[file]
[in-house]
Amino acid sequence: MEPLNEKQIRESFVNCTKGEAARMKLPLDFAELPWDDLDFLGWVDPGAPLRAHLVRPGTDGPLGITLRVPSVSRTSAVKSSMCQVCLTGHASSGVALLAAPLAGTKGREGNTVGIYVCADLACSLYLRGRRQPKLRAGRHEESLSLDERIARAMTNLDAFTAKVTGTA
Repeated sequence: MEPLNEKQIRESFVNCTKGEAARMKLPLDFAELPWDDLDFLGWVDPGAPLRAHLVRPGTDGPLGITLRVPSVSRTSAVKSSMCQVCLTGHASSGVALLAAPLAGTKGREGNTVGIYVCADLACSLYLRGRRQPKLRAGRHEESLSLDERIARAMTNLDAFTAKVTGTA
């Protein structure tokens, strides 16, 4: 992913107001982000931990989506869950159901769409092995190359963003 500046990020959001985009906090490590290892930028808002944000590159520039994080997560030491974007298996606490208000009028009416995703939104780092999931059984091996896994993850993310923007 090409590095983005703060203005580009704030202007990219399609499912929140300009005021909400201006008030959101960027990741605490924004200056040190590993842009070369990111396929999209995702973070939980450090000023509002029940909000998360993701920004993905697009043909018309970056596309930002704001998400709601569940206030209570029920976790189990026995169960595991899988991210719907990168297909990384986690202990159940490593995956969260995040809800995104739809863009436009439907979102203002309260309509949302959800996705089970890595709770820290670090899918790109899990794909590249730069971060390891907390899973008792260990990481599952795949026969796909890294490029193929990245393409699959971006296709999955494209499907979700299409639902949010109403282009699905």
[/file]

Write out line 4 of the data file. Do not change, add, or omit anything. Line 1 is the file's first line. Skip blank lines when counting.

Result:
């Protein structure tokens, strides 16, 4: 992913107001982000931990989506869950159901769409092995190359963003 500046990020959001985009906090490590290892930028808002944000590159520039994080997560030491974007298996606490208000009028009416995703939104780092999931059984091996896994993850993310923007 090409590095983005703060203005580009704030202007990219399609499912929140300009005021909400201006008030959101960027990741605490924004200056040190590993842009070369990111396929999209995702973070939980450090000023509002029940909000998360993701920004993905697009043909018309970056596309930002704001998400709601569940206030209570029920976790189990026995169960595991899988991210719907990168297909990384986690202990159940490593995956969260995040809800995104739809863009436009439907979102203002309260309509949302959800996705089970890595709770820290670090899918790109899990794909590249730069971060390891907390899973008792260990990481599952795949026969796909890294490029193929990245393409699959971006296709999955494209499907979700299409639902949010109403282009699905």